Sermon Pentecost 5 (Ordinary 14) Year C [RCL Resources Index]
The Gospels tell us of two occasion when Jesus sent the disciples out on mission. They were to announce the coming of the Kingdom. On the first occasion he sent out the twelve and later, in the gospel lesson for today, seventy (or seventy-two). They went ahead of him to towns and villages where he intended to go:
Whose harvest is it?
The happy experience country people had of the harvest was commonly used by Jesus in parables of the Kingdom of God. A bountiful harvest was promised. It was partly to emphasise the great love and generosity of God, partly to tell of his grace in giving us far more than we can ask or deserve, and partly, as in this account, to declare the greatness of the victory that was being won over evil. For an agricultural community it was a homely way of pointing to great opportunities. Now Jesus is saying the time has come. God has prepared great things. -- ask the Lord of the harvest to send out labourers into his harvest. -- his harvest.
If we are to learn something of this for our situation of mission today, we need first to see that it is God who has brought the harvest to fruition. If we are called to help gather the harvest, it is only to assist in the final stage of his work and strategy. It is to co-operate with what God had been doing without our aid. Elsewhere, Jesus spoke also of people planting he seed, but that it is God who makes it grow and brings it to bear fruit. We may be called at times to share in the work of God, but we do not make it all happen. Sometimes I think we berate ourselves and others too much for our lack of energy, foresight or concern for the work of God in church and society. In the end it is his church and his world and it he who will bring in his kingdom. We do need to be ready to respond as disciples of Jesus when called upon, for the labourers are few, but we do not produce the harvest by our own efforts. We act in faith that God is accomplishing what he promised.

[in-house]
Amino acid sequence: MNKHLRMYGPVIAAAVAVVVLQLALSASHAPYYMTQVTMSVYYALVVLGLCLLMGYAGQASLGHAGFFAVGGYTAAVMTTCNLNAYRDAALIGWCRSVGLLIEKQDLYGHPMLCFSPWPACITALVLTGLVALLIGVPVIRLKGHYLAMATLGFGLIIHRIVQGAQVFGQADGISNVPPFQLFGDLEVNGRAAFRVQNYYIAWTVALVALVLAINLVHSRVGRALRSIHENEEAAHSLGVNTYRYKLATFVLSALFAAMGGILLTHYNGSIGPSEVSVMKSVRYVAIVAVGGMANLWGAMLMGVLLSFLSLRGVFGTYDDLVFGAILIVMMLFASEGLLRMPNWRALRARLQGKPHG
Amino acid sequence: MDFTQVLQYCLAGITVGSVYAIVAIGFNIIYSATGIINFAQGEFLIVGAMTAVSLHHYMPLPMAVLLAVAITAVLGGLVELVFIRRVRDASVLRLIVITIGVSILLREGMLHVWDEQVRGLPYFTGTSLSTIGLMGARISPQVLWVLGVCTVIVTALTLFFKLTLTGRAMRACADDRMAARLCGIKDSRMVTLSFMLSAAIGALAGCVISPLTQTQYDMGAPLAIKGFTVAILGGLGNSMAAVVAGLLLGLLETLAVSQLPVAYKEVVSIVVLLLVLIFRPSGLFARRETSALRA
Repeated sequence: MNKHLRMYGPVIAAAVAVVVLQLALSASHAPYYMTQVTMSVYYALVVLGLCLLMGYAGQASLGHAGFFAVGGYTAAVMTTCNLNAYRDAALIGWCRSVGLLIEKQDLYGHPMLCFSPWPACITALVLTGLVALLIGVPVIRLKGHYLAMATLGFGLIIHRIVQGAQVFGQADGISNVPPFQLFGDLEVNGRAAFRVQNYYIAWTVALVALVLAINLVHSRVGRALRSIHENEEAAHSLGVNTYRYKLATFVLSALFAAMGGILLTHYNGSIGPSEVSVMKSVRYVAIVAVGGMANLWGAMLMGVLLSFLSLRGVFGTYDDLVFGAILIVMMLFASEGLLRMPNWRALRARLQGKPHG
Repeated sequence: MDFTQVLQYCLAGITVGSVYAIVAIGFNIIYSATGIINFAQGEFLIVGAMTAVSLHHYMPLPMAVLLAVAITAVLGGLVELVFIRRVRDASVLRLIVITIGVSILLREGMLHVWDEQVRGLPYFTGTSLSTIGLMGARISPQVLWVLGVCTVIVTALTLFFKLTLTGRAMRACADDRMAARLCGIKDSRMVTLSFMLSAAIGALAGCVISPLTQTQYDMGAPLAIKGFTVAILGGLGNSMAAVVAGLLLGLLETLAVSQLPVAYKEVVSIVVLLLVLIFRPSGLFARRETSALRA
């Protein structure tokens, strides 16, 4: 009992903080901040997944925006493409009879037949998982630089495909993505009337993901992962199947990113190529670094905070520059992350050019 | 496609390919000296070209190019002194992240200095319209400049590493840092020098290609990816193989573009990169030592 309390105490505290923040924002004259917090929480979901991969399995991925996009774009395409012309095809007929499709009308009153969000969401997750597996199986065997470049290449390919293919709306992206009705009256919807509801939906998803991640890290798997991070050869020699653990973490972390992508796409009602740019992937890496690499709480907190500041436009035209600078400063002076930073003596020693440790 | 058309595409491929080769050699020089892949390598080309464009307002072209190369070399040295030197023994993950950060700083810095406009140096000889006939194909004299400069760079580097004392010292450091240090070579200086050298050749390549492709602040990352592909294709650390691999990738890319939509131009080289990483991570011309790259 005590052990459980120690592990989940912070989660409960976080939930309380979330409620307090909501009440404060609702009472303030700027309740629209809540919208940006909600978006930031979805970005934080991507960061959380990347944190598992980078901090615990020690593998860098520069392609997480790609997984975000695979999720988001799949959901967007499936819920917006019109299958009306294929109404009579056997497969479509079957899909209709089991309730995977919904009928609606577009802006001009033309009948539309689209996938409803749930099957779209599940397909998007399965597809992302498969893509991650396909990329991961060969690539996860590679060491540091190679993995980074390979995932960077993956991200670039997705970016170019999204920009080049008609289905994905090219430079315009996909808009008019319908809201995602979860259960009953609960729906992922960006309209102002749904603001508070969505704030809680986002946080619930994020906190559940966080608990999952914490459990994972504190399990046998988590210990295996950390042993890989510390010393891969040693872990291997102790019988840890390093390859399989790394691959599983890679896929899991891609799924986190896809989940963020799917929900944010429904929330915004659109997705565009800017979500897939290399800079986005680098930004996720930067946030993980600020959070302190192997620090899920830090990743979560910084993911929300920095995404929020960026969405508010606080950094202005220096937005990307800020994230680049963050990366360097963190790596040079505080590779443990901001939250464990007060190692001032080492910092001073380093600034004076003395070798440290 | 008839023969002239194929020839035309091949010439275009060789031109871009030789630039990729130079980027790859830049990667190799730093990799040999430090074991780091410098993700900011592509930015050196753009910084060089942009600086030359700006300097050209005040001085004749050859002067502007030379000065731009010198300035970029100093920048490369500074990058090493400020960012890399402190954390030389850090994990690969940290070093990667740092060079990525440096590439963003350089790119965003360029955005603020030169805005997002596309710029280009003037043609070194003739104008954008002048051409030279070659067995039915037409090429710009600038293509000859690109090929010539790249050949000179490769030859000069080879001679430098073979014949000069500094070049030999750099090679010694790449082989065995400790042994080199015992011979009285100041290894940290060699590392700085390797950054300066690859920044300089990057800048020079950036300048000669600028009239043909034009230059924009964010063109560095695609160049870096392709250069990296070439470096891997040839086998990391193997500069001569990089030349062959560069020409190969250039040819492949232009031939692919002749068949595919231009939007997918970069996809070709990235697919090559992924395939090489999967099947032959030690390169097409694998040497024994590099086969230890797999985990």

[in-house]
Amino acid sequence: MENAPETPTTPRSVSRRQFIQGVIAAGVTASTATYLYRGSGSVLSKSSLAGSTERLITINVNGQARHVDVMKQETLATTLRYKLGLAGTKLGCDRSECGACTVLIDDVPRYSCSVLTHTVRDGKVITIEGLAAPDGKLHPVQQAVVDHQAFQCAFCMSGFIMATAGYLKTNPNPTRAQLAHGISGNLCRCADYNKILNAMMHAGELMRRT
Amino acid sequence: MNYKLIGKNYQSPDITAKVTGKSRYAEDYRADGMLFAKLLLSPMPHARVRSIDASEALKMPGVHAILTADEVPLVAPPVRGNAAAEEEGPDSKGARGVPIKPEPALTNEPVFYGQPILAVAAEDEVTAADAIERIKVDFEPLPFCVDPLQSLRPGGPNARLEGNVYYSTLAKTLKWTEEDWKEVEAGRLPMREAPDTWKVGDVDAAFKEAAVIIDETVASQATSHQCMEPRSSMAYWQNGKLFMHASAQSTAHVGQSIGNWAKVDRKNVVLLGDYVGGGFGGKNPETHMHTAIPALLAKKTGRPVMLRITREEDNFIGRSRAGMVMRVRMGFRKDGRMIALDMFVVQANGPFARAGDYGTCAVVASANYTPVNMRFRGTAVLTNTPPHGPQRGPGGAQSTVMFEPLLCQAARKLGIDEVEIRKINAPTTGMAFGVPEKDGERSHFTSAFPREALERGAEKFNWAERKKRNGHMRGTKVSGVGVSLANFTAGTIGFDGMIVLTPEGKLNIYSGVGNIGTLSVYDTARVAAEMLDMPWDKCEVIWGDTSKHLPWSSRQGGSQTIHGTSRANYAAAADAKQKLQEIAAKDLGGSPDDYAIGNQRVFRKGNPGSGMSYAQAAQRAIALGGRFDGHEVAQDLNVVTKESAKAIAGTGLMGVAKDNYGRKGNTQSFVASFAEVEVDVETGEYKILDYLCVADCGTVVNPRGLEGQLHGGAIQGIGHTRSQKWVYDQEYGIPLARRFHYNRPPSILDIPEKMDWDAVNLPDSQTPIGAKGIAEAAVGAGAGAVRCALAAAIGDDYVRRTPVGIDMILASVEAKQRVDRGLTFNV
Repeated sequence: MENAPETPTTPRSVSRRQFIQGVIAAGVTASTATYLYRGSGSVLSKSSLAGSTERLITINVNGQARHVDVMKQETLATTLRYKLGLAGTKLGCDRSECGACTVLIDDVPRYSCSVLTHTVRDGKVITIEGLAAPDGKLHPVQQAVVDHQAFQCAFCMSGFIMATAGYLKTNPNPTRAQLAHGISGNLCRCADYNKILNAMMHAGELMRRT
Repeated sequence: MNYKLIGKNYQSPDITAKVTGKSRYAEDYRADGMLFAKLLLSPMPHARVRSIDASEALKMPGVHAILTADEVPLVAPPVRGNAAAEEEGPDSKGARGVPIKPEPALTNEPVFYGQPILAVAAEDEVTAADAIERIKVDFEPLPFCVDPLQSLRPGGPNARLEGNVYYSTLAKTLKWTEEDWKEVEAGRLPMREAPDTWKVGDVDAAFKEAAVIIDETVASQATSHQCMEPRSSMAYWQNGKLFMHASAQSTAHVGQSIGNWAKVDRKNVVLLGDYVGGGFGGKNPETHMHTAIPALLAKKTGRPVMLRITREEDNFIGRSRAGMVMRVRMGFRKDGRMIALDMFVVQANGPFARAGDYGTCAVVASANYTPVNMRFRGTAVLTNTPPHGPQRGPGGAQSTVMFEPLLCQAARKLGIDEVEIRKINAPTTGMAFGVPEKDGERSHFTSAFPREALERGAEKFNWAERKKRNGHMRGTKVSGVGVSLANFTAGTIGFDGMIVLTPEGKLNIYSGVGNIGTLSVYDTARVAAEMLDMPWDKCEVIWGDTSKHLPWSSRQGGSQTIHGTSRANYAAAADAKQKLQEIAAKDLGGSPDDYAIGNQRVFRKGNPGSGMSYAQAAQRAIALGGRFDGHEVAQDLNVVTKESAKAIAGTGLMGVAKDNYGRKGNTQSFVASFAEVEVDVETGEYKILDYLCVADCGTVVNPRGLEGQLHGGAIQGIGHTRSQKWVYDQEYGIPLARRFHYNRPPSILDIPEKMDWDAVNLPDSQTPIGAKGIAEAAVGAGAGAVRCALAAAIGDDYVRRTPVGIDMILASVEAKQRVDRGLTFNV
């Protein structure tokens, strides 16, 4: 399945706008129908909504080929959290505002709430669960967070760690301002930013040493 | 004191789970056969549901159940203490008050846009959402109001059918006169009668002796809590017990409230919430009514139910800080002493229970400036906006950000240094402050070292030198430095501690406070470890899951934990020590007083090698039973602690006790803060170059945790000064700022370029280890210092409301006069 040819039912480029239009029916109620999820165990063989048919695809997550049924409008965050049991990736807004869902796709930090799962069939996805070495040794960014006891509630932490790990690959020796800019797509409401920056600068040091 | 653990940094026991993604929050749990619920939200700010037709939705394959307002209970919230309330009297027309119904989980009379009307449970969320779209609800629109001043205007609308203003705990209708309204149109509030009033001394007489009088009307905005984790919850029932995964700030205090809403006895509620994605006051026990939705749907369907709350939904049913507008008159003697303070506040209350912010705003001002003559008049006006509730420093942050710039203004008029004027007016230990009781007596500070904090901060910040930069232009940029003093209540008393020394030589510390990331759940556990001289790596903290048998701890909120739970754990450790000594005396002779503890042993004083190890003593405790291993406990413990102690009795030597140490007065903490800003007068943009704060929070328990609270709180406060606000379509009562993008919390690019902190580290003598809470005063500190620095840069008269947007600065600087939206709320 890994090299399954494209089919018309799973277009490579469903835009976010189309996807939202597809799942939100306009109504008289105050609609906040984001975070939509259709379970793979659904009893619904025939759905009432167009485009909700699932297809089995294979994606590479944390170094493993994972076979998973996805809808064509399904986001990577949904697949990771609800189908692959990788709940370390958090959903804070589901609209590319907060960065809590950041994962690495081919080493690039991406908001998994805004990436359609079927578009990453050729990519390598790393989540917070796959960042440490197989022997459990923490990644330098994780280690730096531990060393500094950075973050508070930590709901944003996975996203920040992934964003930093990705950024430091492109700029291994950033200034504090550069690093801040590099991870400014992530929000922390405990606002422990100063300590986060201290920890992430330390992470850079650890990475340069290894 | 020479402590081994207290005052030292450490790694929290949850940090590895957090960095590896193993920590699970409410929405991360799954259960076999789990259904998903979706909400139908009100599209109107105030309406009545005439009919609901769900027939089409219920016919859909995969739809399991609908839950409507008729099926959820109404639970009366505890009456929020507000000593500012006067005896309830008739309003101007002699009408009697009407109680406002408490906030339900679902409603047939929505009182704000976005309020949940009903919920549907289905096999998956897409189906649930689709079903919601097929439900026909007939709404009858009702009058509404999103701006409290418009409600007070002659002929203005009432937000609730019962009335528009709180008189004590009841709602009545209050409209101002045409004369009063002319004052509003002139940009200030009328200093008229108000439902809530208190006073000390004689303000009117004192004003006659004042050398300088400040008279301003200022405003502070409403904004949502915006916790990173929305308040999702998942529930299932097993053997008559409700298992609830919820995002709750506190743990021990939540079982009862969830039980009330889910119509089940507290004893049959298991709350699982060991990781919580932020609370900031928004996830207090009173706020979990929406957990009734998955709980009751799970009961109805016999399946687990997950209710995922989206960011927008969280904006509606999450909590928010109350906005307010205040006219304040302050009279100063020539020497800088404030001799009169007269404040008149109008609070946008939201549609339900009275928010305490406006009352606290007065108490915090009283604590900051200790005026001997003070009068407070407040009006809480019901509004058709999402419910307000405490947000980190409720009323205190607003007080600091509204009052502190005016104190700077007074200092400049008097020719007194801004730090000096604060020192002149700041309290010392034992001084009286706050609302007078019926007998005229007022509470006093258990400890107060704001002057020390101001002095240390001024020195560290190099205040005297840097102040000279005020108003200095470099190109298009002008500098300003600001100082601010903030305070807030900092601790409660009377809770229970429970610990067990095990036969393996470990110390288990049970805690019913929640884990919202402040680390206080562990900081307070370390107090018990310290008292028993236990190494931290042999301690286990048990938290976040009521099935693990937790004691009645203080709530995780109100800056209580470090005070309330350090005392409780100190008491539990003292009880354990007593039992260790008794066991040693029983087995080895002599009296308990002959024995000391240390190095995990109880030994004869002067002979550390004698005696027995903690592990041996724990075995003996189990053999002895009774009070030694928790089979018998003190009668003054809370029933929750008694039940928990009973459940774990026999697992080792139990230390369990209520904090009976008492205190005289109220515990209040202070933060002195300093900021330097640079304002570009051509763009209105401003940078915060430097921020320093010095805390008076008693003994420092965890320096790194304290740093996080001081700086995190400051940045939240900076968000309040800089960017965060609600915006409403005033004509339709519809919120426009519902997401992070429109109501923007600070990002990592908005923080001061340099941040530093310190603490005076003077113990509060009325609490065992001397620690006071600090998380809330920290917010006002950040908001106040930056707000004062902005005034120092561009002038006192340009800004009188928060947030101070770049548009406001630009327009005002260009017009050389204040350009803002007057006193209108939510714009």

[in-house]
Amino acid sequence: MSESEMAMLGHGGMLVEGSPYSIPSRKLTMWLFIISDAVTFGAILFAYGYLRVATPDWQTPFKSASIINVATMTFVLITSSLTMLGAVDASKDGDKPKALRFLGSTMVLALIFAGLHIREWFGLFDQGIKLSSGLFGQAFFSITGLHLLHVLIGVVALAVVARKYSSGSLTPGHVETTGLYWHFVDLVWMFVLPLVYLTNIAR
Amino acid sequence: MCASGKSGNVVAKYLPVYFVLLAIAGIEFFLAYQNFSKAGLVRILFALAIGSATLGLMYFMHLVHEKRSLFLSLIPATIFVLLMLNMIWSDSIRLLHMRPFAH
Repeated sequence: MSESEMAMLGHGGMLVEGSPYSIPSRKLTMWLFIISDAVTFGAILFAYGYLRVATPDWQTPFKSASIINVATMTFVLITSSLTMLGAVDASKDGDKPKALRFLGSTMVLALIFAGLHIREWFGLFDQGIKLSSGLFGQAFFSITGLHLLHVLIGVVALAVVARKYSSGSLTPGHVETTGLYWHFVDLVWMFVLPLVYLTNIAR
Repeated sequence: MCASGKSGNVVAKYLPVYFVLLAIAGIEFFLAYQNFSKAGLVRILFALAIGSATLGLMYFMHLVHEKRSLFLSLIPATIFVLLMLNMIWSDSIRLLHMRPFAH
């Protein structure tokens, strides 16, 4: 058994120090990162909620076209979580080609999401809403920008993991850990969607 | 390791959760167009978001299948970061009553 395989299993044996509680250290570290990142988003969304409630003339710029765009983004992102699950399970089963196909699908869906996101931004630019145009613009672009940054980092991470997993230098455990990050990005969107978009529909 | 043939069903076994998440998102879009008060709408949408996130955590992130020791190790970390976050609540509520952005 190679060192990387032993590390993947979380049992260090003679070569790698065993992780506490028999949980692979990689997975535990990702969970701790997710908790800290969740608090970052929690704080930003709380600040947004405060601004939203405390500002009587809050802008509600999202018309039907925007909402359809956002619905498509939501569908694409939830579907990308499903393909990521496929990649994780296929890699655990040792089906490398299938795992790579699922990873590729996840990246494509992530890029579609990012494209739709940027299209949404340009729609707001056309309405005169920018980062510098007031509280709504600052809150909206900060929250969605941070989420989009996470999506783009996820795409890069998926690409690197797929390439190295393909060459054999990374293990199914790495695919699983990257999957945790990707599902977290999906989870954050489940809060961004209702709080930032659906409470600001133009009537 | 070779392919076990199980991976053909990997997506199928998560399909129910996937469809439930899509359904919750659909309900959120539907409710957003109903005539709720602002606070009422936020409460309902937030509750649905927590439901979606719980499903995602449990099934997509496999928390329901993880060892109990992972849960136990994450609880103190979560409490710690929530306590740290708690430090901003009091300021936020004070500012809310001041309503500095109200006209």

Going out in faith
That they go out in faith is clear, not only from our general understanding that it is God's work, but from the instructions Jesus gave to the seventy.
They go as innocents abroad (as lambs among wolves), vulnerable, apparently ill prepared for a journey (no money, no bag, no sandals), and with a sense of urgency (no stopping for an idle chat). It was not so much that they would find virtue in poverty or that they should lack good sense or neighbourliness, nor were they simply foolhardy, rather it was a matter of going in faith, to emphasise that it was God's work, they were his agents and were dependent upon him. In the end they would give thanks to God rather than take credit for anything that they accomplished.
Despite their apparent innocence, their mission strategy was appropriate to the situation. It depended upon a culture of hospitality. Not that everyone would be expected to welcome them as guests, but in the way that travelers and especially teachers were received in the places where they went they could expect some people to take them into their homes.
Indeed the common generosity of the people was reflected in what Jesus said about accepting what they were offered and not shopping around for a better deal.
So their trust in God was to be confirmed and they would have cause to be thankful; and they should be grateful for whatever was offered to them.
What do we learn from that? In a different culture, less generous in hospitality, we might need to travel differently; one should never be literal about these poetic images, but in whatever way we travel we need to go in faith, trusting God to provide for our needs if we have acted faithfully in a responsible way. Too often in our materialistic and technological world in which so much seems to be under our control we think we have to have everything tied down and double checked before we take a new venture. There is something to said for a church that "risks living the way of Jesus", as our Basis of Union says we in the Uniting Church will do, not because there is any special merit in risk-taking as such, but because we cannot be followers of Jesus without acting in faith.